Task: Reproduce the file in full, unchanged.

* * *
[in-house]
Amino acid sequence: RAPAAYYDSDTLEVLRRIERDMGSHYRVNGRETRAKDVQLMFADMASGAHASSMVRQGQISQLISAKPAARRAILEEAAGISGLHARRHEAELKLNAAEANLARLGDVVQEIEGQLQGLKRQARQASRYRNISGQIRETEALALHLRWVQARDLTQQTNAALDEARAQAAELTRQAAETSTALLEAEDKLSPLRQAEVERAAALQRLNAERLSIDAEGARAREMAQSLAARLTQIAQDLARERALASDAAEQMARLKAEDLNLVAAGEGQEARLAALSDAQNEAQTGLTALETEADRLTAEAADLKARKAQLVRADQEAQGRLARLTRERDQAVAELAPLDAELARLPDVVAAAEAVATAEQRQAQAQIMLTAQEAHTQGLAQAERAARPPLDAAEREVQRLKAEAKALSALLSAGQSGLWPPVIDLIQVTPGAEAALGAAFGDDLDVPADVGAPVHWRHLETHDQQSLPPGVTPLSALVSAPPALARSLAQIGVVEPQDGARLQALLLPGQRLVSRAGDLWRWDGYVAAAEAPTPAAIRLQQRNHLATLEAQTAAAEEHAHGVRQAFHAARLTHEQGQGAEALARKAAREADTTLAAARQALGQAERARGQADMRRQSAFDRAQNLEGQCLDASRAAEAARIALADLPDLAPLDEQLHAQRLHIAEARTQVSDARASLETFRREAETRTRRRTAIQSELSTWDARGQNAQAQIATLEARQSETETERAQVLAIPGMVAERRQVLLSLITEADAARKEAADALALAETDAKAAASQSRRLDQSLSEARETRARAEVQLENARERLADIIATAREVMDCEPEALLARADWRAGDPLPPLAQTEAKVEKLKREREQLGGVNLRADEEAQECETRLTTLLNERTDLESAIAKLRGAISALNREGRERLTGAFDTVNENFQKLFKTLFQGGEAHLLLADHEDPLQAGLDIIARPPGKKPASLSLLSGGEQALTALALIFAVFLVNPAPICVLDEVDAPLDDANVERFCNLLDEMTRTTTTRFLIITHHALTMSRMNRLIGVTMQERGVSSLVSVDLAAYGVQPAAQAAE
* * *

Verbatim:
[in-house]
Amino acid sequence: RAPAAYYDSDTLEVLRRIERDMGSHYRVNGRETRAKDVQLMFADMASGAHASSMVRQGQISQLISAKPAARRAILEEAAGISGLHARRHEAELKLNAAEANLARLGDVVQEIEGQLQGLKRQARQASRYRNISGQIRETEALALHLRWVQARDLTQQTNAALDEARAQAAELTRQAAETSTALLEAEDKLSPLRQAEVERAAALQRLNAERLSIDAEGARAREMAQSLAARLTQIAQDLARERALASDAAEQMARLKAEDLNLVAAGEGQEARLAALSDAQNEAQTGLTALETEADRLTAEAADLKARKAQLVRADQEAQGRLARLTRERDQAVAELAPLDAELARLPDVVAAAEAVATAEQRQAQAQIMLTAQEAHTQGLAQAERAARPPLDAAEREVQRLKAEAKALSALLSAGQSGLWPPVIDLIQVTPGAEAALGAAFGDDLDVPADVGAPVHWRHLETHDQQSLPPGVTPLSALVSAPPALARSLAQIGVVEPQDGARLQALLLPGQRLVSRAGDLWRWDGYVAAAEAPTPAAIRLQQRNHLATLEAQTAAAEEHAHGVRQAFHAARLTHEQGQGAEALARKAAREADTTLAAARQALGQAERARGQADMRRQSAFDRAQNLEGQCLDASRAAEAARIALADLPDLAPLDEQLHAQRLHIAEARTQVSDARASLETFRREAETRTRRRTAIQSELSTWDARGQNAQAQIATLEARQSETETERAQVLAIPGMVAERRQVLLSLITEADAARKEAADALALAETDAKAAASQSRRLDQSLSEARETRARAEVQLENARERLADIIATAREVMDCEPEALLARADWRAGDPLPPLAQTEAKVEKLKREREQLGGVNLRADEEAQECETRLTTLLNERTDLESAIAKLRGAISALNREGRERLTGAFDTVNENFQKLFKTLFQGGEAHLLLADHEDPLQAGLDIIARPPGKKPASLSLLSGGEQALTALALIFAVFLVNPAPICVLDEVDAPLDDANVERFCNLLDEMTRTTTTRFLIITHHALTMSRMNRLIGVTMQERGVSSLVSVDLAAYGVQPAAQAAE